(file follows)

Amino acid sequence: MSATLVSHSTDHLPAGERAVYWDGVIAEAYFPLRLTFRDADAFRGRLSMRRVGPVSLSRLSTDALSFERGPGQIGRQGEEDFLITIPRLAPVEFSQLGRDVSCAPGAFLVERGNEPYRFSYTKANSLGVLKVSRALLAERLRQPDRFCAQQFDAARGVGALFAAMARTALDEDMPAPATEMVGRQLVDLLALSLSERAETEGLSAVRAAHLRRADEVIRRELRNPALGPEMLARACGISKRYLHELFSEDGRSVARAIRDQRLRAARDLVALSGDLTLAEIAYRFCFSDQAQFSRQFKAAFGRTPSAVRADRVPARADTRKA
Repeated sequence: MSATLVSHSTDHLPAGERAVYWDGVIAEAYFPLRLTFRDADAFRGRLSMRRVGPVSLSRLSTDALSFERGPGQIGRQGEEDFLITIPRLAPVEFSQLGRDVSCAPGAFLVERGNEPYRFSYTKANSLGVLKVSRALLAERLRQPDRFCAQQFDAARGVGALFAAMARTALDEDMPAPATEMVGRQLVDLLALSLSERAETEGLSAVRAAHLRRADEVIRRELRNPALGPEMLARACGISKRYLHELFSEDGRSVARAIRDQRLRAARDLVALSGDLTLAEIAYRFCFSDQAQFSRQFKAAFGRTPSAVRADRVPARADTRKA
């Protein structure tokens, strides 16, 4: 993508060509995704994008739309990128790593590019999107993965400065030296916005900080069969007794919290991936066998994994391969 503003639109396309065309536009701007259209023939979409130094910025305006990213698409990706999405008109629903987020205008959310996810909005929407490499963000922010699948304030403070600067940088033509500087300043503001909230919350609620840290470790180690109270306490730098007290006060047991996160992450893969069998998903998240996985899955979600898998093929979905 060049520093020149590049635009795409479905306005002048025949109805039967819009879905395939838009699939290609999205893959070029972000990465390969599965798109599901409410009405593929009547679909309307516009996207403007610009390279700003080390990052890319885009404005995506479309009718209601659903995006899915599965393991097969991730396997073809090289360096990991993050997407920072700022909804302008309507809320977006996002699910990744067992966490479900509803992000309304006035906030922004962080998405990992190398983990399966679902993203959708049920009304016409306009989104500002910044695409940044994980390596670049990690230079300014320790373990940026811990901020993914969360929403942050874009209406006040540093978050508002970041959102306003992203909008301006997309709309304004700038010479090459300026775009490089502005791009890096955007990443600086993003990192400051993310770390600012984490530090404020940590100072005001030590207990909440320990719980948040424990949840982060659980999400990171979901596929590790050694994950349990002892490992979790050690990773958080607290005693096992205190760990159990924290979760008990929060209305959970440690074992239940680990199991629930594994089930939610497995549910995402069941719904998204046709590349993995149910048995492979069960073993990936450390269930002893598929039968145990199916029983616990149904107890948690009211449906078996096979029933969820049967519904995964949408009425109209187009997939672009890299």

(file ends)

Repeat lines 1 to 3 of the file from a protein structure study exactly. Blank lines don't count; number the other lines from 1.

Amino acid sequence: MSATLVSHSTDHLPAGERAVYWDGVIAEAYFPLRLTFRDADAFRGRLSMRRVGPVSLSRLSTDALSFERGPGQIGRQGEEDFLITIPRLAPVEFSQLGRDVSCAPGAFLVERGNEPYRFSYTKANSLGVLKVSRALLAERLRQPDRFCAQQFDAARGVGALFAAMARTALDEDMPAPATEMVGRQLVDLLALSLSERAETEGLSAVRAAHLRRADEVIRRELRNPALGPEMLARACGISKRYLHELFSEDGRSVARAIRDQRLRAARDLVALSGDLTLAEIAYRFCFSDQAQFSRQFKAAFGRTPSAVRADRVPARADTRKA
Repeated sequence: MSATLVSHSTDHLPAGERAVYWDGVIAEAYFPLRLTFRDADAFRGRLSMRRVGPVSLSRLSTDALSFERGPGQIGRQGEEDFLITIPRLAPVEFSQLGRDVSCAPGAFLVERGNEPYRFSYTKANSLGVLKVSRALLAERLRQPDRFCAQQFDAARGVGALFAAMARTALDEDMPAPATEMVGRQLVDLLALSLSERAETEGLSAVRAAHLRRADEVIRRELRNPALGPEMLARACGISKRYLHELFSEDGRSVARAIRDQRLRAARDLVALSGDLTLAEIAYRFCFSDQAQFSRQFKAAFGRTPSAVRADRVPARADTRKA
């Protein structure tokens, strides 16, 4: 993508060509995704994008739309990128790593590019999107993965400065030296916005900080069969007794919290991936066998994994391969 503003639109396309065309536009701007259209023939979409130094910025305006990213698409990706999405008109629903987020205008959310996810909005929407490499963000922010699948304030403070600067940088033509500087300043503001909230919350609620840290470790180690109270306490730098007290006060047991996160992450893969069998998903998240996985899955979600898998093929979905 060049520093020149590049635009795409479905306005002048025949109805039967819009879905395939838009699939290609999205893959070029972000990465390969599965798109599901409410009405593929009547679909309307516009996207403007610009390279700003080390990052890319885009404005995506479309009718209601659903995006899915599965393991097969991730396997073809090289360096990991993050997407920072700022909804302008309507809320977006996002699910990744067992966490479900509803992000309304006035906030922004962080998405990992190398983990399966679902993203959708049920009304016409306009989104500002910044695409940044994980390596670049990690230079300014320790373990940026811990901020993914969360929403942050874009209406006040540093978050508002970041959102306003992203909008301006997309709309304004700038010479090459300026775009490089502005791009890096955007990443600086993003990192400051993310770390600012984490530090404020940590100072005001030590207990909440320990719980948040424990949840982060659980999400990171979901596929590790050694994950349990002892490992979790050690990773958080607290005693096992205190760990159990924290979760008990929060209305959970440690074992239940680990199991629930594994089930939610497995549910995402069941719904998204046709590349993995149910048995492979069960073993990936450390269930002893598929039968145990199916029983616990149904107890948690009211449906078996096979029933969820049967519904995964949408009425109209187009997939672009890299």